This week, former Equifax CEO Richard Smith testified before a congressional committee, apologizing for a security failure leading to more than 145 million Americans having their data compromised--but that’s enough for a Florida Republican who is calling on the Securities and Exchange Commission (SEC) to take action.
Smith was grilled by the U.S. House Energy and Commerce Committee this week and he insisted the breach was the fault of a single Equifax employee who failed to take security precautions. Despite that, he said he was in charge of the credit company at the time of the breach and took the blame.
“The criminal hack happened on my watch and. as CEO, I am ultimately responsible, and I take full responsibility,” Smith said. “I am here today to say to each and every person affected by this breach, I am truly and deeply sorry for what happened.”
Following Smith’s testimony to the House committee on Tuesday and the U.S. Senate Commerce Committee, U.S. Sen. Marco Rubio, R-Fla., write SEC Chairman Jay Clayton demanding companies immediately inform consumers when their data is compromised.
“As you are aware, nearly 145.5 million Americans had their personal information exposed in the massive Equifax data breach reported to the public on September 7, 2017,” Rubio wrote Clayton. “This breach, and others like it, have made Americans vulnerable to identity theft and scams. The reality of our data-rich 21st century requires that we take security guardrails very seriously, and ensure the federal government is upholding the trust Americans need for their full participation in the national economy.
“For this reason, I write to urge that, to the maximum extent consistent with the law, the Securities and Exchange Commission (SEC) require companies to promptly disclose significant hacks of material impact that make Americans vulnerable to identity theft,” Rubio added. “Doing so could help individuals begin to take the necessary steps to ensure their identity is protected. This includes freezing their credit reports, checking bank statements, and assessing financial security. In the aftermath of Hurricanes Harvey, Irma and Maria, many Americans need to be assured of the integrity of their credit as they take out loans to pay for repairs to their homes and businesses.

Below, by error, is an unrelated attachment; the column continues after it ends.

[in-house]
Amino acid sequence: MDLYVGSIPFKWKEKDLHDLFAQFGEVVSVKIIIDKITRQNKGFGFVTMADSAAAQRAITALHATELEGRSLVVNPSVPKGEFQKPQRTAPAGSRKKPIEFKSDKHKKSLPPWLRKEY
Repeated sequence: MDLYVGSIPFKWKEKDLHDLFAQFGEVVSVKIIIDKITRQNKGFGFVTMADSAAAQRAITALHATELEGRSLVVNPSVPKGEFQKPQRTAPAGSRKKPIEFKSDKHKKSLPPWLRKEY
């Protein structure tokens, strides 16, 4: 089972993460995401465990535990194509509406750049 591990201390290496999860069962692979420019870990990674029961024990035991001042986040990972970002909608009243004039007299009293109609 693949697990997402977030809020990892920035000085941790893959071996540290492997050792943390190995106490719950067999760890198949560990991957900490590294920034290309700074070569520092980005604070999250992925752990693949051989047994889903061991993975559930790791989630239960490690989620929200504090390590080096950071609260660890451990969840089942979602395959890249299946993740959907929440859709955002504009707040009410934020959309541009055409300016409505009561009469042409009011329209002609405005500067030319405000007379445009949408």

“Companies that hold American’s personal information should be held to a higher security standard,” Rubio wrote in conclusion. “In recognizing this, I urge that you prioritize transparency actions for Equifax so that consumers can be aware of their status with adequate time to take appropriate remediation steps.”
Earlier this week, Smith’s replacement said cybersecurity firm Mandiant was finishing up its investigation of the breach.
"I was advised Sunday that the analysis of the number of consumers potentially impacted by the cybersecurity incident has been completed, and I directed that the results be promptly released," said Paulino do Rego Barros, the interim CEO of Equifax "Our priorities are transparency and improving support for consumers. I will continue to monitor our progress on a daily basis.
"I want to apologize again to all impacted consumers,” Barros added. “As this important phase of our work is now completed, we continue to take numerous steps to review and enhance our cybersecurity practices. We also continue to work closely with our internal team and outside advisors to implement and accelerate long-term security improvements.”
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